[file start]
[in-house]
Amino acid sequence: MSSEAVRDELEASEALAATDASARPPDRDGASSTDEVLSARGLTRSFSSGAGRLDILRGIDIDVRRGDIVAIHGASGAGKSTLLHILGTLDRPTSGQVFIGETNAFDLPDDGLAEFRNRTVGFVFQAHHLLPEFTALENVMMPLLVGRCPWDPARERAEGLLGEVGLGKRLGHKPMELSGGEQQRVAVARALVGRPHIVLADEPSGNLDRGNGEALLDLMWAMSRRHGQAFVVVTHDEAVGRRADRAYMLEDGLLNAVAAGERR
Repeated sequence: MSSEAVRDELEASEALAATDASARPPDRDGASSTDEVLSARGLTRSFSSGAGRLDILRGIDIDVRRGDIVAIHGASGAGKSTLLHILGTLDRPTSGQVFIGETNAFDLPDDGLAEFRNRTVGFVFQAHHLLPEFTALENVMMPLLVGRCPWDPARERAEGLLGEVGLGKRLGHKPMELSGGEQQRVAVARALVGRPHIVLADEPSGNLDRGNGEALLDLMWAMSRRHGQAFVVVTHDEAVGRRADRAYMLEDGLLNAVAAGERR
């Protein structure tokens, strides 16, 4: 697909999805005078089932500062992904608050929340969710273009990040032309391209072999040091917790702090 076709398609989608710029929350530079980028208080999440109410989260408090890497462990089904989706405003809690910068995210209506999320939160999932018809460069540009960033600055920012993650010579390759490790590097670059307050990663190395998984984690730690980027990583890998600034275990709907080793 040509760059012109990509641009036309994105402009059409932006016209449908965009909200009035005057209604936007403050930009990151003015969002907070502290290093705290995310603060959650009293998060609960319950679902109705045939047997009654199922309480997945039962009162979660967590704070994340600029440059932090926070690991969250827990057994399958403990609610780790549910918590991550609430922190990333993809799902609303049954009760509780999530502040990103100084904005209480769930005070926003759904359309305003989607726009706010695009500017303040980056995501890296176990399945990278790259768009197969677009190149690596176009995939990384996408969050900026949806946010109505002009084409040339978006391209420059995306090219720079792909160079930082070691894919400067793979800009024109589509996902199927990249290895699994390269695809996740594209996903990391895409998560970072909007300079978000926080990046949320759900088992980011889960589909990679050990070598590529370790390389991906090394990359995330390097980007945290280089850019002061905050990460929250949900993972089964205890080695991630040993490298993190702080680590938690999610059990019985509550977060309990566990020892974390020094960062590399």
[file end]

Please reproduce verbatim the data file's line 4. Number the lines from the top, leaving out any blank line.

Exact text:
């Protein structure tokens, strides 16, 4: 697909999805005078089932500062992904608050929340969710273009990040032309391209072999040091917790702090 076709398609989608710029929350530079980028208080999440109410989260408090890497462990089904989706405003809690910068995210209506999320939160999932018809460069540009960033600055920012993650010579390759490790590097670059307050990663190395998984984690730690980027990583890998600034275990709907080793 040509760059012109990509641009036309994105402009059409932006016209449908965009909200009035005057209604936007403050930009990151003015969002907070502290290093705290995310603060959650009293998060609960319950679902109705045939047997009654199922309480997945039962009162979660967590704070994340600029440059932090926070690991969250827990057994399958403990609610780790549910918590991550609430922190990333993809799902609303049954009760509780999530502040990103100084904005209480769930005070926003759904359309305003989607726009706010695009500017303040980056995501890296176990399945990278790259768009197969677009190149690596176009995939990384996408969050900026949806946010109505002009084409040339978006391209420059995306090219720079792909160079930082070691894919400067793979800009024109589509996902199927990249290895699994390269695809996740594209996903990391895409998560970072909007300079978000926080990046949320759900088992980011889960589909990679050990070598590529370790390389991906090394990359995330390097980007945290280089850019002061905050990460929250949900993972089964205890080695991630040993490298993190702080680590938690999610059990019985509550977060309990566990020892974390020094960062590399």